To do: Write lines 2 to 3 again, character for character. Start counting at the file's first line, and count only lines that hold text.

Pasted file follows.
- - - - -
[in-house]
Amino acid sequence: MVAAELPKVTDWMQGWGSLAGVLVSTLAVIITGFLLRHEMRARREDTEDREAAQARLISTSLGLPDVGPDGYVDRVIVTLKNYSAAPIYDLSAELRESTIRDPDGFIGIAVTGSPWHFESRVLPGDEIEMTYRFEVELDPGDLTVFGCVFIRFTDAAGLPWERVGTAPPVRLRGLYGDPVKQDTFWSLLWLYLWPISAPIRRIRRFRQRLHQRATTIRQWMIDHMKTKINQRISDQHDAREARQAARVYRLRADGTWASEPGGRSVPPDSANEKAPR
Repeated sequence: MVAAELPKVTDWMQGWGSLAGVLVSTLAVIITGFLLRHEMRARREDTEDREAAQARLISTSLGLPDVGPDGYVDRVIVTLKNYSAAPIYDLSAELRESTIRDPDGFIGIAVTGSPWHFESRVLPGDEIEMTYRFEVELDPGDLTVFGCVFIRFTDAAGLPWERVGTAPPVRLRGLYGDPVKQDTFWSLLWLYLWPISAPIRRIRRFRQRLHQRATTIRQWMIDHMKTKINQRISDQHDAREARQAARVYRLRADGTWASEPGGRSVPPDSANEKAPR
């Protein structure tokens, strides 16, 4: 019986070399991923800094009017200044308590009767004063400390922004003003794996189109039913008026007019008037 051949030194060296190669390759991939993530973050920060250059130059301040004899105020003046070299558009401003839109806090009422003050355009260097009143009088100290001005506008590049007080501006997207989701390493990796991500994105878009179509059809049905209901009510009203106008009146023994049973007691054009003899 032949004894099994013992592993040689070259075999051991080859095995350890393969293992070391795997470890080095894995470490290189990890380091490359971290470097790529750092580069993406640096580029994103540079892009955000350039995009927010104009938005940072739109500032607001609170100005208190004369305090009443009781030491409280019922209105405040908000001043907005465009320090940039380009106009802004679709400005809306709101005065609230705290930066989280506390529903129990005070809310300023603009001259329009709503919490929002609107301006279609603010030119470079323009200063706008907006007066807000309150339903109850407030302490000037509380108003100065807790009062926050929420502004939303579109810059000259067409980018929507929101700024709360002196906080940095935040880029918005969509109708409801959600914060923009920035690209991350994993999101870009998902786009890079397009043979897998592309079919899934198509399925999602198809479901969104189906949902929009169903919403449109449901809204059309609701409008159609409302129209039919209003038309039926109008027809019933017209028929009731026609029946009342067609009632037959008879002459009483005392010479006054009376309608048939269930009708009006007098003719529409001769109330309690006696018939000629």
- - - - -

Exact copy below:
Amino acid sequence: MVAAELPKVTDWMQGWGSLAGVLVSTLAVIITGFLLRHEMRARREDTEDREAAQARLISTSLGLPDVGPDGYVDRVIVTLKNYSAAPIYDLSAELRESTIRDPDGFIGIAVTGSPWHFESRVLPGDEIEMTYRFEVELDPGDLTVFGCVFIRFTDAAGLPWERVGTAPPVRLRGLYGDPVKQDTFWSLLWLYLWPISAPIRRIRRFRQRLHQRATTIRQWMIDHMKTKINQRISDQHDAREARQAARVYRLRADGTWASEPGGRSVPPDSANEKAPR
Repeated sequence: MVAAELPKVTDWMQGWGSLAGVLVSTLAVIITGFLLRHEMRARREDTEDREAAQARLISTSLGLPDVGPDGYVDRVIVTLKNYSAAPIYDLSAELRESTIRDPDGFIGIAVTGSPWHFESRVLPGDEIEMTYRFEVELDPGDLTVFGCVFIRFTDAAGLPWERVGTAPPVRLRGLYGDPVKQDTFWSLLWLYLWPISAPIRRIRRFRQRLHQRATTIRQWMIDHMKTKINQRISDQHDAREARQAARVYRLRADGTWASEPGGRSVPPDSANEKAPR